"I think it just took a couple months to get my legs in shape, get used to the system, and get used to how college basketball is played. It just helped me out a lot (to) learn from older players."
The Cougars will lose third-leading scorer Tyler Haws to missionary work this year. BYU associate head coach Dave Rice agreed that this option to players -- a majority of BYU's roster typically partakes in this two-year departure -- creates a bit of a unique situation when it comes distributing scholarships and helping players transition back into the team. Rice, who played on UNLV's high-flying 1989-1990 national championship team and coordinates the Cougars' offense and recruiting efforts, assured this is nothing the staff can't manage through workouts and a spreadsheet of commitments.
The graduation of leading frontcourt scorer Jonathan Tavernari also shouldn't go underestimated. Junior Brandon Davies, who has drawn praise from Rice as the most improved player coming into this season, should help make up production within a group forwards led by Hartsock that are very much in sync with their point guard.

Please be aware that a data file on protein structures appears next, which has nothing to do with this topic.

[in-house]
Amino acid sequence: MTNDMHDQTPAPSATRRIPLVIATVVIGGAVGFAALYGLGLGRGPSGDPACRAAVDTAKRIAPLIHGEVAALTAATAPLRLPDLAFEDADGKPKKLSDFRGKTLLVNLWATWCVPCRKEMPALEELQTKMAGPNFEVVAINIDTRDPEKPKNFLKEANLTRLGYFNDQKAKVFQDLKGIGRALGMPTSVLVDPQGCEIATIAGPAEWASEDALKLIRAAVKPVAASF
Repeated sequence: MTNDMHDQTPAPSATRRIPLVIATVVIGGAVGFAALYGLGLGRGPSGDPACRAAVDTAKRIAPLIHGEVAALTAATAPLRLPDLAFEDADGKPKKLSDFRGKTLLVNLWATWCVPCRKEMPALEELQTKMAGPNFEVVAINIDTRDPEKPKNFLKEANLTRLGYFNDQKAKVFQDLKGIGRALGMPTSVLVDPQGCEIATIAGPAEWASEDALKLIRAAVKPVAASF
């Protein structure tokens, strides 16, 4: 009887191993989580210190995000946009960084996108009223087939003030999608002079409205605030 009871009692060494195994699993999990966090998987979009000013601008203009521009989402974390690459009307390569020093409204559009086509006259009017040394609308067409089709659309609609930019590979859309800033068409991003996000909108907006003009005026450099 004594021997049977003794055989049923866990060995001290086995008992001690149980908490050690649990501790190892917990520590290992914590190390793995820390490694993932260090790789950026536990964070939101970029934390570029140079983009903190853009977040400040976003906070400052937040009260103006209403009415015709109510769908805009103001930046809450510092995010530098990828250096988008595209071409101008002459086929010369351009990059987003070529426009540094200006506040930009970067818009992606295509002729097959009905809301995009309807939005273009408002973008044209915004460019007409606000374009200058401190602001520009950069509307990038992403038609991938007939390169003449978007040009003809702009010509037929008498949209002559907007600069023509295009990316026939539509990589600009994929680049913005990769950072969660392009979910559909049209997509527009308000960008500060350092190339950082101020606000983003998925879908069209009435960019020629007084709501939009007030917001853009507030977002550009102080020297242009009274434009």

"Noah's a very good pick-and-roll player because he can both go to the basket and finish at the basket," said Fredette, who has since childhood studied the way John Stockton bounced passes off the dribble. "But (Noah) can also pop and get the ball and shoot the mid-range jumper, even three pointer."
Forwards Collinsworth and Davies also figure to factor in huge with the pick and roll, allowing the Cougars more opportunities to emulate the old Stockton and Karl Malone Utah Jazz teams that played about an hour's drive from campus.
BYU's hopes for improving on last March's No. 7 seed could rest on whether the Cougars grow stronger on the boards. They tied for 67th in the nation in rebounds per game, which seems a bit low considering how fast they push tempo and create shots.